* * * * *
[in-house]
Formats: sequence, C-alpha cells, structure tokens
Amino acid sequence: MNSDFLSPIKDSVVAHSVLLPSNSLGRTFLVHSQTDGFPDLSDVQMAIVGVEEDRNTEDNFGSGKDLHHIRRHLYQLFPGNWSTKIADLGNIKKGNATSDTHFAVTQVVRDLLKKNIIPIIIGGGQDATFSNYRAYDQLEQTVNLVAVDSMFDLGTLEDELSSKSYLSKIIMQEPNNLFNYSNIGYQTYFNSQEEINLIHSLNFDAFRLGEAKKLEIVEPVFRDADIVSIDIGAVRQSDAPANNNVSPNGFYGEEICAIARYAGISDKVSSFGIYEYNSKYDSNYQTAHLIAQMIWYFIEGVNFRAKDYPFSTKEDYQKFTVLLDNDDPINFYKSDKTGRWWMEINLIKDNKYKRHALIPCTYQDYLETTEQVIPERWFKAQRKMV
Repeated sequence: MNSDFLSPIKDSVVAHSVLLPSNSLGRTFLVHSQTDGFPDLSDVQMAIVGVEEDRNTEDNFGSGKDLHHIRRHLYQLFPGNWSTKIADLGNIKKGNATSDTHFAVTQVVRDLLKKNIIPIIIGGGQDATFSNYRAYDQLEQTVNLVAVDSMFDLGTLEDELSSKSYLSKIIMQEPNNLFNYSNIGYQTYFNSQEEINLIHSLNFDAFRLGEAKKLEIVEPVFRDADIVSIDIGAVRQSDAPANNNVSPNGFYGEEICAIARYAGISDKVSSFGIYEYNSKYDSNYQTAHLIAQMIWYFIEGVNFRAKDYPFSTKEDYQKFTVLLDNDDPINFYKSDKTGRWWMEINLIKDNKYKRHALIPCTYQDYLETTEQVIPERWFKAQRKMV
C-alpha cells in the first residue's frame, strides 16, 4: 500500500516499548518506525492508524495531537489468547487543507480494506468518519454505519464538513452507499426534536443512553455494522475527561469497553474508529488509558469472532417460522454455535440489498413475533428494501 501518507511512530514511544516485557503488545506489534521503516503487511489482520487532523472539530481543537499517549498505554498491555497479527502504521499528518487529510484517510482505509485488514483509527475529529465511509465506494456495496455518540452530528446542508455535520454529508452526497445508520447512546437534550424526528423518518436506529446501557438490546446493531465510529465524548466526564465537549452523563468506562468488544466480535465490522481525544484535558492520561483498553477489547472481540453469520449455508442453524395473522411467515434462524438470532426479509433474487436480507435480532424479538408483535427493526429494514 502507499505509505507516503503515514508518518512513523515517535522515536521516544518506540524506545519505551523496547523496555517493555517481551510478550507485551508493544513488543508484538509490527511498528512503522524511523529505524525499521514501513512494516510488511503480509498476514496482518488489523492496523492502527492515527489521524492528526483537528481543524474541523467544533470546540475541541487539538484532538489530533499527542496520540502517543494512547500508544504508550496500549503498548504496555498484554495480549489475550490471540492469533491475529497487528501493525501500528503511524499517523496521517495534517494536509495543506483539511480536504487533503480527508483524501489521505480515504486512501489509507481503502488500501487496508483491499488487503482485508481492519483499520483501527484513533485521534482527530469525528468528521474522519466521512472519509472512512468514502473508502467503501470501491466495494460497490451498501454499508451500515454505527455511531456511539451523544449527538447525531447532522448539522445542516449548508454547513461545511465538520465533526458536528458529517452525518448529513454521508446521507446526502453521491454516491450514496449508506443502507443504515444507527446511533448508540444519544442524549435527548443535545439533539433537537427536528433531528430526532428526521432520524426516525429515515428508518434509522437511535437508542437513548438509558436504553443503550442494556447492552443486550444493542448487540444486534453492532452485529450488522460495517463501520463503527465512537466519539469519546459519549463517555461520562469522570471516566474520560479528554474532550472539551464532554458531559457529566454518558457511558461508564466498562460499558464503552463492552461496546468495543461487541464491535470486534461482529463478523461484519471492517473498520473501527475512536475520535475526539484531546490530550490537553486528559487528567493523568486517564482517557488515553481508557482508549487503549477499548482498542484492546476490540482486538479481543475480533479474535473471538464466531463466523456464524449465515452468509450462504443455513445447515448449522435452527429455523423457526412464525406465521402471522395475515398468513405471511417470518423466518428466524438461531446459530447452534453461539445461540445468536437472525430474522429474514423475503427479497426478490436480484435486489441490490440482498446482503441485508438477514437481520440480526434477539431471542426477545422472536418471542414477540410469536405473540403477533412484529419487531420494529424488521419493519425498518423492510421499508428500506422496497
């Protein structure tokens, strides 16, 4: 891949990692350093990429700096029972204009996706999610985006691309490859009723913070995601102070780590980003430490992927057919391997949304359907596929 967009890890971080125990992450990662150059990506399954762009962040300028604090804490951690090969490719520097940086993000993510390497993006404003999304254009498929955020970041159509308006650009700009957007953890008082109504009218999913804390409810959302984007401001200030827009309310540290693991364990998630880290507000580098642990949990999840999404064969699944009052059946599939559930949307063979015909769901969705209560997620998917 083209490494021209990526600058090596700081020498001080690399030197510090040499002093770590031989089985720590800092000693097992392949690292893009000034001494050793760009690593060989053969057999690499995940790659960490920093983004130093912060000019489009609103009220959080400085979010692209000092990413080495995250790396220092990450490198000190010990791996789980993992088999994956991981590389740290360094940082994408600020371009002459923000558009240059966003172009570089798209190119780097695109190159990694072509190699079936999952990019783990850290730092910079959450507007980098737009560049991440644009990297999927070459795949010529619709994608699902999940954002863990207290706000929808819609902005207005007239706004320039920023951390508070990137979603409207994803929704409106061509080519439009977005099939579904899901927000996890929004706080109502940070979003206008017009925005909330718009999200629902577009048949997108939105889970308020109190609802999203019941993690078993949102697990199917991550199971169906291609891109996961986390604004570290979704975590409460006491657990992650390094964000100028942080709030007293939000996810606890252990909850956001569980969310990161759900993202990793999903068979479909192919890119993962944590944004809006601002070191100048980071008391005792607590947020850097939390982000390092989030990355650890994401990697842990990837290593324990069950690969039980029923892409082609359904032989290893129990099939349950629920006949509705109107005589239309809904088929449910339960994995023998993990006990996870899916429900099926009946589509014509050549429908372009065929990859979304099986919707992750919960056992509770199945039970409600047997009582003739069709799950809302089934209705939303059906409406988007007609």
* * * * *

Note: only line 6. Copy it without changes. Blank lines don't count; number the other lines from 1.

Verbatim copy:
């Protein structure tokens, strides 16, 4: 891949990692350093990429700096029972204009996706999610985006691309490859009723913070995601102070780590980003430490992927057919391997949304359907596929 967009890890971080125990992450990662150059990506399954762009962040300028604090804490951690090969490719520097940086993000993510390497993006404003999304254009498929955020970041159509308006650009700009957007953890008082109504009218999913804390409810959302984007401001200030827009309310540290693991364990998630880290507000580098642990949990999840999404064969699944009052059946599939559930949307063979015909769901969705209560997620998917 083209490494021209990526600058090596700081020498001080690399030197510090040499002093770590031989089985720590800092000693097992392949690292893009000034001494050793760009690593060989053969057999690499995940790659960490920093983004130093912060000019489009609103009220959080400085979010692209000092990413080495995250790396220092990450490198000190010990791996789980993992088999994956991981590389740290360094940082994408600020371009002459923000558009240059966003172009570089798209190119780097695109190159990694072509190699079936999952990019783990850290730092910079959450507007980098737009560049991440644009990297999927070459795949010529619709994608699902999940954002863990207290706000929808819609902005207005007239706004320039920023951390508070990137979603409207994803929704409106061509080519439009977005099939579904899901927000996890929004706080109502940070979003206008017009925005909330718009999200629902577009048949997108939105889970308020109190609802999203019941993690078993949102697990199917991550199971169906291609891109996961986390604004570290979704975590409460006491657990992650390094964000100028942080709030007293939000996810606890252990909850956001569980969310990161759900993202990793999903068979479909192919890119993962944590944004809006601002070191100048980071008391005792607590947020850097939390982000390092989030990355650890994401990697842990990837290593324990069950690969039980029923892409082609359904032989290893129990099939349950629920006949509705109107005589239309809904088929449910339960994995023998993990006990996870899916429900099926009946589509014509050549429908372009065929990859979304099986919707992750919960056992509770199945039970409600047997009582003739069709799950809302089934209705939303059906409406988007007609």